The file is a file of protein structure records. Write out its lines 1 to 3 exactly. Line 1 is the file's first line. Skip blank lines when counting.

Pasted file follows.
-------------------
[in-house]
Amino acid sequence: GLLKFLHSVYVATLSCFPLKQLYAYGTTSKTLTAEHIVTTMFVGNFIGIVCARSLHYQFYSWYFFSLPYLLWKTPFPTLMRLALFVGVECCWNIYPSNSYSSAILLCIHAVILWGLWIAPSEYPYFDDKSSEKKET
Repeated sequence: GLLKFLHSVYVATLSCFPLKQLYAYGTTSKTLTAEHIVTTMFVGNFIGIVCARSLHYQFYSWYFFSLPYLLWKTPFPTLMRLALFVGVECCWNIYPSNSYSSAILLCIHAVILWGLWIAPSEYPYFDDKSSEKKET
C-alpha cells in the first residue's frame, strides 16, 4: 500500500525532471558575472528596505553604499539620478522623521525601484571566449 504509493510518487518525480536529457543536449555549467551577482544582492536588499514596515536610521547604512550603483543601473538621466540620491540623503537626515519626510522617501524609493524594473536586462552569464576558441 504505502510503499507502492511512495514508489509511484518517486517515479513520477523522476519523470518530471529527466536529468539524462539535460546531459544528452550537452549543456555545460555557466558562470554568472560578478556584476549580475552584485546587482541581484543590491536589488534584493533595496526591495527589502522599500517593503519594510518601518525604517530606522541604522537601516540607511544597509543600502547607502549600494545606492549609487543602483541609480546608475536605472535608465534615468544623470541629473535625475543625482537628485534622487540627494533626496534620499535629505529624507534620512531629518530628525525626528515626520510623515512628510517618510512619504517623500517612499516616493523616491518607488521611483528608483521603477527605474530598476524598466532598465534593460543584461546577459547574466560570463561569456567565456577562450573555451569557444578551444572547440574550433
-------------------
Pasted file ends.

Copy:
[in-house]
Amino acid sequence: GLLKFLHSVYVATLSCFPLKQLYAYGTTSKTLTAEHIVTTMFVGNFIGIVCARSLHYQFYSWYFFSLPYLLWKTPFPTLMRLALFVGVECCWNIYPSNSYSSAILLCIHAVILWGLWIAPSEYPYFDDKSSEKKET
Repeated sequence: GLLKFLHSVYVATLSCFPLKQLYAYGTTSKTLTAEHIVTTMFVGNFIGIVCARSLHYQFYSWYFFSLPYLLWKTPFPTLMRLALFVGVECCWNIYPSNSYSSAILLCIHAVILWGLWIAPSEYPYFDDKSSEKKET